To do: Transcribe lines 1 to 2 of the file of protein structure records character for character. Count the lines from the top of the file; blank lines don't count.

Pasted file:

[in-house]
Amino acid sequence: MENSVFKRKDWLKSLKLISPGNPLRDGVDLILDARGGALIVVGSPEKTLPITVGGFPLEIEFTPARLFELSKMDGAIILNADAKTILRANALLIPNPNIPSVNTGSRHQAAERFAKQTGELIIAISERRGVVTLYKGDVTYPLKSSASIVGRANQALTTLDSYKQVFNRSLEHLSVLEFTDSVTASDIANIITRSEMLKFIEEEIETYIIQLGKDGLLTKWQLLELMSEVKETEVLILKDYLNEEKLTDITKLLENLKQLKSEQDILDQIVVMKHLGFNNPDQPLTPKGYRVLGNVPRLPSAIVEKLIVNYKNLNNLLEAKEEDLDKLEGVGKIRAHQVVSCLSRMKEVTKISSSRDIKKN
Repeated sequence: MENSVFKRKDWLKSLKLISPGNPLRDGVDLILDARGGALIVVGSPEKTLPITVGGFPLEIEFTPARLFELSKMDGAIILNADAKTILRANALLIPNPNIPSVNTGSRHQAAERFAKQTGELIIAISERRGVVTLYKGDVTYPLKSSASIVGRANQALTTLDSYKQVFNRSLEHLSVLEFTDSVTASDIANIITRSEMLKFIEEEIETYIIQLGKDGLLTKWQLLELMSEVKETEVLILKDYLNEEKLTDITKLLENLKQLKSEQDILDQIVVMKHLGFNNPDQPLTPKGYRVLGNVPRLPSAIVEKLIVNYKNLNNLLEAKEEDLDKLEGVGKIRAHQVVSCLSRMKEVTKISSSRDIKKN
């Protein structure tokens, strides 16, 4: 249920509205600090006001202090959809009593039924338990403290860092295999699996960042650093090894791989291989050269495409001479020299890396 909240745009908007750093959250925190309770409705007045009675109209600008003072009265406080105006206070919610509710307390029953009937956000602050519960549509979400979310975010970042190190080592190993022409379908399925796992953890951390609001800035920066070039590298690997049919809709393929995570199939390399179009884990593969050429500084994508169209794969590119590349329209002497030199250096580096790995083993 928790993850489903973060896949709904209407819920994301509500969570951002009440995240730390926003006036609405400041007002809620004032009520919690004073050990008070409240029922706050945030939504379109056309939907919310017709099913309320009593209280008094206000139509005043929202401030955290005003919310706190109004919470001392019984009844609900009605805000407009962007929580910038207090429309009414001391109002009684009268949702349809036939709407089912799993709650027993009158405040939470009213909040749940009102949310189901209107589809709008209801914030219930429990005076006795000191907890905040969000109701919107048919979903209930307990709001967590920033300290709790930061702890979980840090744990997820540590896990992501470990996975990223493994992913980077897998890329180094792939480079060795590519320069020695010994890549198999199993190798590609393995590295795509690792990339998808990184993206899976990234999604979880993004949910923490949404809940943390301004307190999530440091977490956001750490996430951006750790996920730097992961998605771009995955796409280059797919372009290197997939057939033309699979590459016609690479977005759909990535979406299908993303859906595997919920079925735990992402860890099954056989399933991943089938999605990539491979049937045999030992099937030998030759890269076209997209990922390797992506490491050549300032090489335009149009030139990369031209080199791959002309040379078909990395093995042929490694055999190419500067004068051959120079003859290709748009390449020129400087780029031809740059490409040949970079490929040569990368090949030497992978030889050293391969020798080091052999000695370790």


[in-house]
Amino acid sequence: MENSVFKRKDWLKSLKLISPGNPLRDGVDLILDARGGALIVVGSPEKTLPITVGGFPLEIEFTPARLFELSKMDGAIILNADAKTILRANALLIPNPNIPSVNTGSRHQAAERFAKQTGELIIAISERRGVVTLYKGDVTYPLKSSASIVGRANQALTTLDSYKQVFNRSLEHLSVLEFTDSVTASDIANIITRSEMLKFIEEEIETYIIQLGKDGLLTKWQLLELMSEVKETEVLILKDYLNEEKLTDITKLLENLKQLKSEQDILDQIVVMKHLGFNNPDQPLTPKGYRVLGNVPRLPSAIVEKLIVNYKNLNNLLEAKEEDLDKLEGVGKIRAHQVVSCLSRMKEVTKISSSRDIKKN